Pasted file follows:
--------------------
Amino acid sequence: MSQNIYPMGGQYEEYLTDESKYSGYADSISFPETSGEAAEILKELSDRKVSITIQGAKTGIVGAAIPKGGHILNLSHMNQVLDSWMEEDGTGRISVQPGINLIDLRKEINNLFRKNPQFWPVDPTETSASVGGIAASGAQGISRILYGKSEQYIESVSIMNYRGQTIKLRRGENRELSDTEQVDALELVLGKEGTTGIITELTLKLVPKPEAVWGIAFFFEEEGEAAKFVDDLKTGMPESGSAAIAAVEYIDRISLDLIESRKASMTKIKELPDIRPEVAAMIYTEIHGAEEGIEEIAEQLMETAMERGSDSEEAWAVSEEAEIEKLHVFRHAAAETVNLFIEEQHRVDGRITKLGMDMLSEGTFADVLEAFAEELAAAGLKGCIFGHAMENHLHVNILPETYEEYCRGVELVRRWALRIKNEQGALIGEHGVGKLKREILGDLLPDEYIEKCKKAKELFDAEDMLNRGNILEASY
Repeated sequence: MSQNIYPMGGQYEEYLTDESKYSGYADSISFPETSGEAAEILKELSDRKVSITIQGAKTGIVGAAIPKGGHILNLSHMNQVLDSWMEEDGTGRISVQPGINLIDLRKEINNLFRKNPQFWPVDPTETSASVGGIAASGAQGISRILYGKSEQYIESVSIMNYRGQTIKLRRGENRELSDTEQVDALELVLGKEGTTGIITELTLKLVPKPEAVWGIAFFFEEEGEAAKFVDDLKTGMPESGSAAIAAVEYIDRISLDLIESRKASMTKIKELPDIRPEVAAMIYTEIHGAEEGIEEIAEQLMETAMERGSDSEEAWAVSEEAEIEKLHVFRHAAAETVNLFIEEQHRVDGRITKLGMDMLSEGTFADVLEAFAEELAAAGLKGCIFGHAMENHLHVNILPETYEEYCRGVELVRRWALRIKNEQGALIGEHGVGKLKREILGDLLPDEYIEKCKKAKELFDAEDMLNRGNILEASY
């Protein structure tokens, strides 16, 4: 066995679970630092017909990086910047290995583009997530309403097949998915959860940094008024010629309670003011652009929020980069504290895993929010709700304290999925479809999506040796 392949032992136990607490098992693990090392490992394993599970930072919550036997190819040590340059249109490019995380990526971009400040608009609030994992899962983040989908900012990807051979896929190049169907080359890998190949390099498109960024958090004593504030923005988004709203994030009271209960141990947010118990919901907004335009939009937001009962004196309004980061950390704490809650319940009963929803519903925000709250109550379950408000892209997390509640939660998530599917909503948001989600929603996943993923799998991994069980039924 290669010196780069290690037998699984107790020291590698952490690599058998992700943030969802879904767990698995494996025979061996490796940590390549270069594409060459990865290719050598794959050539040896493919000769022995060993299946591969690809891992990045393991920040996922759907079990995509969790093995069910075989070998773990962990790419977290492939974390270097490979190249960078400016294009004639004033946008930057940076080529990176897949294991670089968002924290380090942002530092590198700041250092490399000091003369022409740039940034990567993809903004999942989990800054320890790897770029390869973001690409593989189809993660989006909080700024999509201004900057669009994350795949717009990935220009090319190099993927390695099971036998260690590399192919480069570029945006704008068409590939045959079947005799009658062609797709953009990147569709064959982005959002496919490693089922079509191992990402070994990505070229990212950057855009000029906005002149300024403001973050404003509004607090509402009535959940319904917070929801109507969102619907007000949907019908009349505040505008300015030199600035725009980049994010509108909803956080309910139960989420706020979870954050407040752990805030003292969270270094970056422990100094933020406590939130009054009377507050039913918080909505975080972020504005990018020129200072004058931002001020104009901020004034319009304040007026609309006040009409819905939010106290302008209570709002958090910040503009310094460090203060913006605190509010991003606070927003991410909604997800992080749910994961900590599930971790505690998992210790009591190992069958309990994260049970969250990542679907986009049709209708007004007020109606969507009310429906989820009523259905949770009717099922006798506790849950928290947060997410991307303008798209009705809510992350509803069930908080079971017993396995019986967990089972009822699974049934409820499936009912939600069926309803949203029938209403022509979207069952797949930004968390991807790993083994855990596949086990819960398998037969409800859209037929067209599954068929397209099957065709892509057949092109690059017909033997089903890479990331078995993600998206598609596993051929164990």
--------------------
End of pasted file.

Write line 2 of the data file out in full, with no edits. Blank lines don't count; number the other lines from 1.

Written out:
Repeated sequence: MSQNIYPMGGQYEEYLTDESKYSGYADSISFPETSGEAAEILKELSDRKVSITIQGAKTGIVGAAIPKGGHILNLSHMNQVLDSWMEEDGTGRISVQPGINLIDLRKEINNLFRKNPQFWPVDPTETSASVGGIAASGAQGISRILYGKSEQYIESVSIMNYRGQTIKLRRGENRELSDTEQVDALELVLGKEGTTGIITELTLKLVPKPEAVWGIAFFFEEEGEAAKFVDDLKTGMPESGSAAIAAVEYIDRISLDLIESRKASMTKIKELPDIRPEVAAMIYTEIHGAEEGIEEIAEQLMETAMERGSDSEEAWAVSEEAEIEKLHVFRHAAAETVNLFIEEQHRVDGRITKLGMDMLSEGTFADVLEAFAEELAAAGLKGCIFGHAMENHLHVNILPETYEEYCRGVELVRRWALRIKNEQGALIGEHGVGKLKREILGDLLPDEYIEKCKKAKELFDAEDMLNRGNILEASY